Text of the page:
Yesterday I did the strand prep and plaiting the outer belly for the 8 foot 12 plait bullwhip that I’m working on. And this morning I finished plaiting the outer belly:
It got me thinking about the importance of a plaited belly in a bullwhip. A plaited belly creates density inside a bullwhip and that density transfers energy.
The two belly two bolster construction method that the top bullwhip makers use is amazingly good at creating density within the bullwhip. The core is compressed by the inner belly. Then a bolster goes on to of that and the outer belly is plaited over the inner bolster. What that bolster does is no only add shape and a bit of weight to the bullwhip but it also fills up air space.
For example if I were to make a bullwhip using only plaited bellies you’d have small pockets inside the whip where there is no leather from one of the plaited bellies. There is no way to avoid this, that’s just how plaiting works, it doesn’t create a smooth surface. Sure you could really minimize air pockets by using a very high plait for the belly and splitting the strands down really thin. However I don’t imagine that would be a lot of work and wouldn’t give you an improvement over a low plait belly and a bolster…or that anyone would be willing to pay a premium for that!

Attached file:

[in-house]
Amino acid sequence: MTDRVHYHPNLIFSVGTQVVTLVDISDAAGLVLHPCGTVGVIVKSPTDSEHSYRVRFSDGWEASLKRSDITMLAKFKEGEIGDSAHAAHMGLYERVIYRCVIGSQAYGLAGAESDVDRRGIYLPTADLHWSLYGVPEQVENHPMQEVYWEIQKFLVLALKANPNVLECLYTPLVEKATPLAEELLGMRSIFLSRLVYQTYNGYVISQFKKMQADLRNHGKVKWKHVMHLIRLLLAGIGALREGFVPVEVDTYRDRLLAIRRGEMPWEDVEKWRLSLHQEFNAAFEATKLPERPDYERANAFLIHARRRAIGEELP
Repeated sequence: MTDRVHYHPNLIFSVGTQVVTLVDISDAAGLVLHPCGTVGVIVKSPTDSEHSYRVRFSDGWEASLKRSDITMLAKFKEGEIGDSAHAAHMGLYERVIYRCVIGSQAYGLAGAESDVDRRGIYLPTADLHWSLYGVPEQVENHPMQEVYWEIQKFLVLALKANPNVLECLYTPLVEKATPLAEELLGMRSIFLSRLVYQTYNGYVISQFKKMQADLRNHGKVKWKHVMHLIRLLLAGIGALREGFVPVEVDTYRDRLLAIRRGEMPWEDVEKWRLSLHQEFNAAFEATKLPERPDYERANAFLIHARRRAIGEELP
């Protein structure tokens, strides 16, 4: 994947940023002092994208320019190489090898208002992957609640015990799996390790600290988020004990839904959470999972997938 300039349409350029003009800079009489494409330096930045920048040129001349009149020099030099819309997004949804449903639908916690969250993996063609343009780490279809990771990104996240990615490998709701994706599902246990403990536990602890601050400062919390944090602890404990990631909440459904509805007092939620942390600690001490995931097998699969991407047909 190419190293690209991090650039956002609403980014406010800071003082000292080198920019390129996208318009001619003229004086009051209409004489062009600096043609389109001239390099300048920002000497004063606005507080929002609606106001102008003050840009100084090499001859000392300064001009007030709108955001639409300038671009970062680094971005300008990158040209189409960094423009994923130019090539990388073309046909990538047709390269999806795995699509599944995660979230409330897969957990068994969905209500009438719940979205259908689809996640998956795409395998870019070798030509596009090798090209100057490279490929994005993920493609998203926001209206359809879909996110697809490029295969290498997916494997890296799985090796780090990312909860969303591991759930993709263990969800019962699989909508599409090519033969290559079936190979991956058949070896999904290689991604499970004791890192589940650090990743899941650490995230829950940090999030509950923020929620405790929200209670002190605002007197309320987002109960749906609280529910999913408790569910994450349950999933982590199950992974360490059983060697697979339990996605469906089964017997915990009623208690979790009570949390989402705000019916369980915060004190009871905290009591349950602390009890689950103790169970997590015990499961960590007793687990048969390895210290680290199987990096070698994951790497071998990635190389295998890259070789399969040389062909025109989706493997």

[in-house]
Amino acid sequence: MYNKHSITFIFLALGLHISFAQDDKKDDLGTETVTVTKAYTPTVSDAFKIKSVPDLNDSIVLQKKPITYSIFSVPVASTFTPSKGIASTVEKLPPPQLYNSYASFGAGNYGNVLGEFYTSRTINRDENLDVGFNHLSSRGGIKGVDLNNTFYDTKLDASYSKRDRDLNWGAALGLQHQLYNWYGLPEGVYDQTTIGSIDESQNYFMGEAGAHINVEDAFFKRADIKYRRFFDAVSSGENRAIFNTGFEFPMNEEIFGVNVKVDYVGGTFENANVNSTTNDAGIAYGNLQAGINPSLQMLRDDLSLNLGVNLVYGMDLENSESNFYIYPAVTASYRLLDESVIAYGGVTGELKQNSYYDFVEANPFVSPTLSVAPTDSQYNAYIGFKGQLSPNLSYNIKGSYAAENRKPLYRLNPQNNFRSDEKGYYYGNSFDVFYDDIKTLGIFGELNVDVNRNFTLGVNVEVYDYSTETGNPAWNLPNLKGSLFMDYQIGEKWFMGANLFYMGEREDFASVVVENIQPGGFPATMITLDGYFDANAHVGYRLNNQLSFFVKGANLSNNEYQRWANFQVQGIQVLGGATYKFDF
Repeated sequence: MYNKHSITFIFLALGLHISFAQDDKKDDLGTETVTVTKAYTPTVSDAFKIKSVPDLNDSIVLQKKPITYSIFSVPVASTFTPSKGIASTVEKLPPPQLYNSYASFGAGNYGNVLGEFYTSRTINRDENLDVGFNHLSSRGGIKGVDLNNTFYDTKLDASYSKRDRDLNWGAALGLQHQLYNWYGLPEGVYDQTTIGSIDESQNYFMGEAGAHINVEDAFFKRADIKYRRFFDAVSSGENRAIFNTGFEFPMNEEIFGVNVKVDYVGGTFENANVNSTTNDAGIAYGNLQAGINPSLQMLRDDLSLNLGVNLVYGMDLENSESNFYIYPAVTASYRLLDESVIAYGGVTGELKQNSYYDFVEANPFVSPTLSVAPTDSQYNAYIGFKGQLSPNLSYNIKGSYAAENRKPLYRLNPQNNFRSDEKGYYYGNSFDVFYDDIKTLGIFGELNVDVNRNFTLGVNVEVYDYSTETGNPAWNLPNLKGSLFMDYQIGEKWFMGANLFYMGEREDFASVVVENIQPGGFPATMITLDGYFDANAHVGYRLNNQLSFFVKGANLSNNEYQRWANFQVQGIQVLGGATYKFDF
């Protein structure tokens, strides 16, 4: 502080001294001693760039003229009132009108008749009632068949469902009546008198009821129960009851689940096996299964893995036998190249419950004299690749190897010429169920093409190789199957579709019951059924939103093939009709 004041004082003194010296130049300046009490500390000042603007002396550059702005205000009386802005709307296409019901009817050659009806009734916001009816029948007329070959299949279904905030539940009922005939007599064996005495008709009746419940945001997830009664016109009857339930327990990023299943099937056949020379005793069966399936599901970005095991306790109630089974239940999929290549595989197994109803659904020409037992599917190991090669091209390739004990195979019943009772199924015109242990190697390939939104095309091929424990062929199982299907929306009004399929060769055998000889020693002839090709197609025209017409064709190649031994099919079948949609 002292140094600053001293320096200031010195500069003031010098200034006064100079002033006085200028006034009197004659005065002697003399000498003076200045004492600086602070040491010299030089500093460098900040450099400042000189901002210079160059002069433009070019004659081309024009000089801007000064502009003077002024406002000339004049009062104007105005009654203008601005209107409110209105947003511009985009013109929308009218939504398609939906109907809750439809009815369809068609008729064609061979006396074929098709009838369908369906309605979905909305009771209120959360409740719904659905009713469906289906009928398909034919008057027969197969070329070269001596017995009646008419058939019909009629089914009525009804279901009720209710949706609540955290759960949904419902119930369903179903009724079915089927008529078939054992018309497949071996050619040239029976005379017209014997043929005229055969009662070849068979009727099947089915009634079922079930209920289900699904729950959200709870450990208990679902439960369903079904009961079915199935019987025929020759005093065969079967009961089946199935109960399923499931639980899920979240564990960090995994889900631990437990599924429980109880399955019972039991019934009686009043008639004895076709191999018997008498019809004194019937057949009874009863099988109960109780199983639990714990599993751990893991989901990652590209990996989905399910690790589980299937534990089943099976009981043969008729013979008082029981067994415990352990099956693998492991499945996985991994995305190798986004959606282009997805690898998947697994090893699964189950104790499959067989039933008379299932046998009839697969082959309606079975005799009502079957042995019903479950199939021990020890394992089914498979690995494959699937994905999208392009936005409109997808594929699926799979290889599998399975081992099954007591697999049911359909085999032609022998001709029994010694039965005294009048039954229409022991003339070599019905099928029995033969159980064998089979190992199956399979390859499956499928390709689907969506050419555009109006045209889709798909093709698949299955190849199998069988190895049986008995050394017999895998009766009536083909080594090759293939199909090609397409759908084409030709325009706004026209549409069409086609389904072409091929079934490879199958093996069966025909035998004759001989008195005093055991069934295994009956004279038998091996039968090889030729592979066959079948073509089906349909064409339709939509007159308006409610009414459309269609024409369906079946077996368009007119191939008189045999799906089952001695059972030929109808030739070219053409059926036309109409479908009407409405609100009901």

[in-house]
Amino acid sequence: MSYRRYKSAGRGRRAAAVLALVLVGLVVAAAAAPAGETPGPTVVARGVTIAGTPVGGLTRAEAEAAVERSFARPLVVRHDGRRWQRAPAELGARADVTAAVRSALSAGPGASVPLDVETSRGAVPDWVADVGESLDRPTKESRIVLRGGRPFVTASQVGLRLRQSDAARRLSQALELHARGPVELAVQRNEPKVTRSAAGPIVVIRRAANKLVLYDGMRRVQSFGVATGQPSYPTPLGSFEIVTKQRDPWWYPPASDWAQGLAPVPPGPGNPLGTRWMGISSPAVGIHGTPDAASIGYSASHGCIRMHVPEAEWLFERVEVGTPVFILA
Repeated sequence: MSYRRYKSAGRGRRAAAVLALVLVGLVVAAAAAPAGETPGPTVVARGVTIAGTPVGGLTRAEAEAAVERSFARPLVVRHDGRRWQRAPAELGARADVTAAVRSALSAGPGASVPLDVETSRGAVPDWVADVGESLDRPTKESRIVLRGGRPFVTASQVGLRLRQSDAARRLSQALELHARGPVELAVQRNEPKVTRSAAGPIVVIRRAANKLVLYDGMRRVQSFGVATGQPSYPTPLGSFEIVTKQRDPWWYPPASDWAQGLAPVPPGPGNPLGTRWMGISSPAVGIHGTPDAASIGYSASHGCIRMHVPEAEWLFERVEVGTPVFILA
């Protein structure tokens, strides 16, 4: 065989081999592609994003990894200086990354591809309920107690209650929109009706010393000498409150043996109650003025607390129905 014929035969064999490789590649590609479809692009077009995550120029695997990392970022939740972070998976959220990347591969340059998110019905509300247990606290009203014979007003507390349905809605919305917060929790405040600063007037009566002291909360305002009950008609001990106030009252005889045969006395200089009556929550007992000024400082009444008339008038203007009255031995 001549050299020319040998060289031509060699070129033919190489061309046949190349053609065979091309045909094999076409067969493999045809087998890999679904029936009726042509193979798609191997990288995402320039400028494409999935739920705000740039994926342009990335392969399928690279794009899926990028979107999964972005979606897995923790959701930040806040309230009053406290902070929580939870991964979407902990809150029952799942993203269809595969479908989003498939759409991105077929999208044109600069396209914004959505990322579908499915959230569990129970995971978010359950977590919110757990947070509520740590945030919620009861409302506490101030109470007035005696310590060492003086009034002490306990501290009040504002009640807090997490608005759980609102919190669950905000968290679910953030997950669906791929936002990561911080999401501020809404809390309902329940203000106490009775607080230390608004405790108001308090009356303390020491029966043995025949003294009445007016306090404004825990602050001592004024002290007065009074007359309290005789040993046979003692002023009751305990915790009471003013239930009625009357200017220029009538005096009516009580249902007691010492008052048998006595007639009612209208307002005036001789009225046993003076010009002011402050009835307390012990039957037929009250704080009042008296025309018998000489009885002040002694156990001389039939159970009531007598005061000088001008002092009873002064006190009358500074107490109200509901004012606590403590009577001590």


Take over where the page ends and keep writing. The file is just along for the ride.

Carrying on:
So bolsters solve the problem of air pockets in between belly layers…why not just make a whip out of all bolsters (ie the only plaited layer is the overlay)?
You can do this and since a bolster is flat you don’t have to worry about air pockets. However you now have a density problem. How do you get the inner layers packed in tight? Maybe you could plait the overlay really tight and it will compress the bolsters and core?
Here’s a little video I made to demonstrate why I don’t think that would be very effective:
Basically in a whip that internally is all bolsters, the force of the plaiting is dispersed across all the layers giving you a whip that isn’t as dense as a whip that has the two belly, two bolster construction which I use.